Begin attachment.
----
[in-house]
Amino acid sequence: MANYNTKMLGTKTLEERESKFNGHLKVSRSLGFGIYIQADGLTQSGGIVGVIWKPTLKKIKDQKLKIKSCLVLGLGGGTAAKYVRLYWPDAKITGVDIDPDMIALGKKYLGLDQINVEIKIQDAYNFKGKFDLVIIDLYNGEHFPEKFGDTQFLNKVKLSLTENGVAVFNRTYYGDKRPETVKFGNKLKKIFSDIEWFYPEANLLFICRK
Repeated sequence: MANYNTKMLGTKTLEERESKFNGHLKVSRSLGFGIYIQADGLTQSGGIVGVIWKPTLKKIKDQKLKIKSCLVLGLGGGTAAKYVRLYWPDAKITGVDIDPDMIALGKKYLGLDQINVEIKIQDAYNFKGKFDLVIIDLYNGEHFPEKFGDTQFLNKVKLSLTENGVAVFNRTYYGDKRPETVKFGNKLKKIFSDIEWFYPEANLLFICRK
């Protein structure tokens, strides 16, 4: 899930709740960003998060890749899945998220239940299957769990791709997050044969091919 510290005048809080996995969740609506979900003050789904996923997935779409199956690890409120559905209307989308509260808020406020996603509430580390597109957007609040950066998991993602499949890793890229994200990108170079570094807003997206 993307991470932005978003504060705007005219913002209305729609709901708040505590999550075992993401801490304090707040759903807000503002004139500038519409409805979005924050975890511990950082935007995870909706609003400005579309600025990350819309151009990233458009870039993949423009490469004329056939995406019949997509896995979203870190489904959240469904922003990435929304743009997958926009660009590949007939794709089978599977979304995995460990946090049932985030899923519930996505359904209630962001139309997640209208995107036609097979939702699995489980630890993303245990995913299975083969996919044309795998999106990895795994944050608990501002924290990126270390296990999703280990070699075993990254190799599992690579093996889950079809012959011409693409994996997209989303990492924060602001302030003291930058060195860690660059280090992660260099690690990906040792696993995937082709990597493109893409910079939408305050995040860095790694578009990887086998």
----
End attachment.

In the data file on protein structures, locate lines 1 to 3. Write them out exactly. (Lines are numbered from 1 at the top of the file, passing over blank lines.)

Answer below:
[in-house]
Amino acid sequence: MANYNTKMLGTKTLEERESKFNGHLKVSRSLGFGIYIQADGLTQSGGIVGVIWKPTLKKIKDQKLKIKSCLVLGLGGGTAAKYVRLYWPDAKITGVDIDPDMIALGKKYLGLDQINVEIKIQDAYNFKGKFDLVIIDLYNGEHFPEKFGDTQFLNKVKLSLTENGVAVFNRTYYGDKRPETVKFGNKLKKIFSDIEWFYPEANLLFICRK
Repeated sequence: MANYNTKMLGTKTLEERESKFNGHLKVSRSLGFGIYIQADGLTQSGGIVGVIWKPTLKKIKDQKLKIKSCLVLGLGGGTAAKYVRLYWPDAKITGVDIDPDMIALGKKYLGLDQINVEIKIQDAYNFKGKFDLVIIDLYNGEHFPEKFGDTQFLNKVKLSLTENGVAVFNRTYYGDKRPETVKFGNKLKKIFSDIEWFYPEANLLFICRK